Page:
Because I am an activist. And because my Black Life Matters.


What saddens me the most about this week, is the number of White people I called ‘friend’ who have, both in word and deed, proven they are not ‘friend’s at all.

And, before you say it, I didn’t send Facebook requests to any of them. They all sent them to me. Every single one.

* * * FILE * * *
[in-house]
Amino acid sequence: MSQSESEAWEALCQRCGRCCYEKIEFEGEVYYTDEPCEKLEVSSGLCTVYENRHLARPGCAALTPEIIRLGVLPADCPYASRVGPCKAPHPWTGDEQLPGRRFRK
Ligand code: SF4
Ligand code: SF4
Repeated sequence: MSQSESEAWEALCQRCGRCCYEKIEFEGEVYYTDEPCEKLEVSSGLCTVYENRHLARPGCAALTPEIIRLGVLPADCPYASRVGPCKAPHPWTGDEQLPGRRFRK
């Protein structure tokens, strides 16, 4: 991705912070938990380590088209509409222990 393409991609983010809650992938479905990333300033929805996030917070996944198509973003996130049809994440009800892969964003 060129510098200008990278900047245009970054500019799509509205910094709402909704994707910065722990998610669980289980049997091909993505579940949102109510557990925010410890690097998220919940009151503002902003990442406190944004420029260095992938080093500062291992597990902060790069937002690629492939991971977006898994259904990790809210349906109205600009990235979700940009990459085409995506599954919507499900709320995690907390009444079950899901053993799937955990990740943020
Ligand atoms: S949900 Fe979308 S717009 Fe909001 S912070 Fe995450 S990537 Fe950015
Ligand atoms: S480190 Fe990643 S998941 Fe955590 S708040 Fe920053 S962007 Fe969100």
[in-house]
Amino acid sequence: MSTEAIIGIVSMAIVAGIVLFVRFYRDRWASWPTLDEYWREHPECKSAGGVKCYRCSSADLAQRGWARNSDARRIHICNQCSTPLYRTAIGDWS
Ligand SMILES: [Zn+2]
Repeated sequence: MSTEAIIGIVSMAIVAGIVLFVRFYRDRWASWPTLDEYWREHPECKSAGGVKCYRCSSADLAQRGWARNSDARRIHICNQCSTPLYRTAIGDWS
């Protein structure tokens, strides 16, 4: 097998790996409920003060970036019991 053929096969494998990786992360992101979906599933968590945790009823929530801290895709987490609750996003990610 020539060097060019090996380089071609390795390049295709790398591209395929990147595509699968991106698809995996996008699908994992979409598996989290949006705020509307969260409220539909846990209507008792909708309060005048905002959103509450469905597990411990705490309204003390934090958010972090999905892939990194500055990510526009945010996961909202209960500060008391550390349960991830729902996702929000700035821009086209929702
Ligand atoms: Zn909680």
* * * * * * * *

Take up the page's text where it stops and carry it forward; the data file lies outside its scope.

And, to a man/woman, they are saying they aren’t racist, yet feel justified in spouting birther nonsense, claiming our duly-elected President can’t possibly be because he’s Black but not really, and shouting “All lives matter” in the face of evidence that clearly shows they don’t, especially the not-White ones. One or more has had the audacity to call me racist when I’ve pointed out the hypocrisy and bigotry inherent in his words.  Right after he said, “You know me, I’m the least racist person you know.”, then quoted Public Enemy lyrics (out of context, of course) to prove he was down with the cause, with the expectation that, because he knew the name of a Black cultural icon I should listen to his nonsense.